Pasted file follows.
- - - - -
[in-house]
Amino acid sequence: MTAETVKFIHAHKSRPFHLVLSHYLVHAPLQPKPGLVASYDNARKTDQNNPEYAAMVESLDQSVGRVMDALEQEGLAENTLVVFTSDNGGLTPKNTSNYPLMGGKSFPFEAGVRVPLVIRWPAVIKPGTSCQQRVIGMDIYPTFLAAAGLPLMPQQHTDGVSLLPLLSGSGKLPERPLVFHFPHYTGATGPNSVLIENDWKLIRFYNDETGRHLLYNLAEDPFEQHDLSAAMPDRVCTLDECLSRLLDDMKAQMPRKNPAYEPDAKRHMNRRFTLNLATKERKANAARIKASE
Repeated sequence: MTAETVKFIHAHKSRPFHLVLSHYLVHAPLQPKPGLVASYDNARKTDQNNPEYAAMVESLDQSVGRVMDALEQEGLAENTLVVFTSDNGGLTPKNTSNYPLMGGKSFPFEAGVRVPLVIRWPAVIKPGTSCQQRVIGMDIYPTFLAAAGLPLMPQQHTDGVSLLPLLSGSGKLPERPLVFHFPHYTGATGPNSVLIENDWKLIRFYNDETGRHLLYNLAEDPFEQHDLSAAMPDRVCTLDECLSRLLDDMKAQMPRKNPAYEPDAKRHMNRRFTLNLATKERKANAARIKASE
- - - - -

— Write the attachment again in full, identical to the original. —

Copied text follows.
[in-house]
Amino acid sequence: MTAETVKFIHAHKSRPFHLVLSHYLVHAPLQPKPGLVASYDNARKTDQNNPEYAAMVESLDQSVGRVMDALEQEGLAENTLVVFTSDNGGLTPKNTSNYPLMGGKSFPFEAGVRVPLVIRWPAVIKPGTSCQQRVIGMDIYPTFLAAAGLPLMPQQHTDGVSLLPLLSGSGKLPERPLVFHFPHYTGATGPNSVLIENDWKLIRFYNDETGRHLLYNLAEDPFEQHDLSAAMPDRVCTLDECLSRLLDDMKAQMPRKNPAYEPDAKRHMNRRFTLNLATKERKANAARIKASE
Repeated sequence: MTAETVKFIHAHKSRPFHLVLSHYLVHAPLQPKPGLVASYDNARKTDQNNPEYAAMVESLDQSVGRVMDALEQEGLAENTLVVFTSDNGGLTPKNTSNYPLMGGKSFPFEAGVRVPLVIRWPAVIKPGTSCQQRVIGMDIYPTFLAAAGLPLMPQQHTDGVSLLPLLSGSGKLPERPLVFHFPHYTGATGPNSVLIENDWKLIRFYNDETGRHLLYNLAEDPFEQHDLSAAMPDRVCTLDECLSRLLDDMKAQMPRKNPAYEPDAKRHMNRRFTLNLATKERKANAARIKASE